The Theatres Trust

Capitol (Aberdeen)

  • Theatre ID
    2319
  • Built / Converted
    1933
  • Dates of use
    • 1933 - 1996: (the building was dark for some time before the closure was officially announced)
  • Current state
    Extant
  • Current use
    Licensed premises (Nightclub and bars)
  • Address
    431 Union Street, Aberdeen, Grampian, Scotland

Details

The Capitol was an outstanding intact survivor from the era of the super cinema, and was also among the first British cinemas in the Moderne style. It was always considered to be Aberdeen’s most prestigious cinema with annual pantomime seasons and other regular live shows. It hosted concerts from the 1950s, but, after failing as a rock venue, then fell into disuse, except for the former caféhich functioned as a bar. In 1998 it was advertised for sale. Throughout, Mackenzie’s innovative design was heavily influenced by contemporary European cinemas and theatres, such as the Savoy in London. The dignified façe is of classical proportion and is in unadorned dressed granite, eight bays wide with three tall windows in the centre, soaring above the entrance canopy to a simple pediment, which originally carried the name in neon letters. Neon was also used to outline the roof line and the façe was floodlit in white, an early use of German-inspired ‘Night Architecture’ in Britain. The entrance, flanked by shop units, has a V-shaped canopy and doors in mahogany with bold half-circular glasses and stainless steel inlays. Each set closes to form a dramatic ‘target’ design. The remainder of the structure is faced in plain brick with a pitched slate roof. Within, the building was originally decorated throughout in modish pale blue with silver leaf (reflecting Aberdeen’s status as the ‘silver city by the sea’). Following protests that it appeared too cold, it was quickly re-decorated in a pink and gold scheme. The outer foyer has elegant full height wood veneered walls and terrazzo flooring with typically enigmatic abstract patterns of mosaic. Grand staircases with chromed balustrades sweep up to the lofty circle and stalls foyers, complete with tinted mirrors and contemporary wall and ceiling light fittings. The powder room in the ladies’ toilet was pure Hollywood, with a swirling carpet, bevelled mirrors and fluted make-up tables in black, cream and mint green. Nothing had been radically altered since the 1930s (see postscript). The auditorium has one balcony with truncated slips fairing into the side walls, which are splayed to the rectangular proscenium. To either side, there are elegant organ and ventilation grilles and tableau panels with stylised foliage. Otherwise, the space was largely unadorned and relied on an extensive scheme of concealed Holophane lighting for its effects, one of the first and best installations of its kind. It glowed seductively in orange. The organ is a Compton. The ravages of time and excessive use by drinkers and rock concert patrons exacted their toll, but the seats and carpets had genuine thirties patterns. This made the Capitol unique, considering its size and city centre location. The Capitol is an outstanding building which deserved a full restoration. Although the stage is of restricted depth and a road behind would preclude its enlargement, it has good acoustics and sightlines and could host stand-up comedy and folk or rock concerts. POSTSCRIPT: July 03 The splendid building described by Bruce Peter above has been brutally altered. Only the façe on Union Street and the area surrounding the proscenium arch remain recognisable. All other traces of decorative material or of the original architecture of the building have been removed, concealed or painted out. The stage house rear wall is now three dramatic glazed panels and the levelled front stalls floor and stage area a Chicago Rock Café Only the proscenium arch and grilles on either side remain, as though under sufferance. All visible evidence of the circle and the form of the auditorium have been obliterated. As a disgraceful failure of the historic building control system, this must now rank only with the Philharmonic Hall in Cardiff.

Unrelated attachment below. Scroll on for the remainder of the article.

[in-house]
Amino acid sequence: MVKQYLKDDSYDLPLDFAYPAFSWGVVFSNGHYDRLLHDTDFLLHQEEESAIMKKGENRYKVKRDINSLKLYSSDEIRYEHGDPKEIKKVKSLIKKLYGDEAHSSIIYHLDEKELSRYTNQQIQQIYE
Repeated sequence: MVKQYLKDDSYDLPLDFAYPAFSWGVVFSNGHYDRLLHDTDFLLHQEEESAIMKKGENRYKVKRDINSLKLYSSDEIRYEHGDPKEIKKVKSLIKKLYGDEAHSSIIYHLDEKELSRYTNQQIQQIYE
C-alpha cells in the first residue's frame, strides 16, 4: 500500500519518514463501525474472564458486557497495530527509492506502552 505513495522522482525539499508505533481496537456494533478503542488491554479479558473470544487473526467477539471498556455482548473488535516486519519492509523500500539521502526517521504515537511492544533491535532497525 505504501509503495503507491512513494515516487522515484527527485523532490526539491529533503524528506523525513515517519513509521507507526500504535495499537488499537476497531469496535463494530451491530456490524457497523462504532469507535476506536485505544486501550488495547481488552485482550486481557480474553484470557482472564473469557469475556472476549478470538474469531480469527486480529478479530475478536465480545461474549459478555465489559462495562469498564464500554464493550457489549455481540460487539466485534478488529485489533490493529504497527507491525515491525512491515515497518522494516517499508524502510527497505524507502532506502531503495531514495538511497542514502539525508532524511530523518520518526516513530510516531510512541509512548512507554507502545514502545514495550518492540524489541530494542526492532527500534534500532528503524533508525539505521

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Streetscape showing the site previously occupied by the Capitol Cinema, Aberdeen, 2003
© The Theatres Trust

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  • Events
    • 1933 - 1996 Use: (the building was dark for some time before the closure was officially announced)
    • 1933 Design/Construction: Son & George
      • A G R Mackenzie of A Marshall Mackenzie - Architect
    • 1980 - 1989 Alteration: café converted to public bar
      • Unknown - Architect
    • 2002 - 2003 Alteration: Array front stalls and stage converted to café-bar, circle to a nightclub
      • Unknown - Architect
    • 1933 Design/Construction:
    • 1933 Owner/Management: Aberdeen Picture Palaces
    • 1941 Owner/Management: Aberdeen Picture Palaces (James F Donald)
    • 2002 Owner/Management: Carlton Rock Ltd
  • Capacities
    • Original: 1800
    • Later: 1951: 2080
  • Listings
    • Grade B - This theatre is such a rare unaltered example of a thirties ‘super’ cinema of exceptional architectural quality and complete down to such original details as an organ, period upholstery, carpeting and confectionery booths that it surely deserves listing a
  • Dimensions
    • Stage dimensions: Depth: 9.75m (32ft)
    • Proscenium width: 11.6m (38ft)
    • Orchestra pit: original dimensions with organ on lift, now apparently being restored

Of the period

Façade of the Lewisham Theatre
Broadway Theatre (London)
London

Have you seen?

Proscenium at the former Grand Theatre, Doncaster, 1995
Grand (Doncaster)
Doncaster

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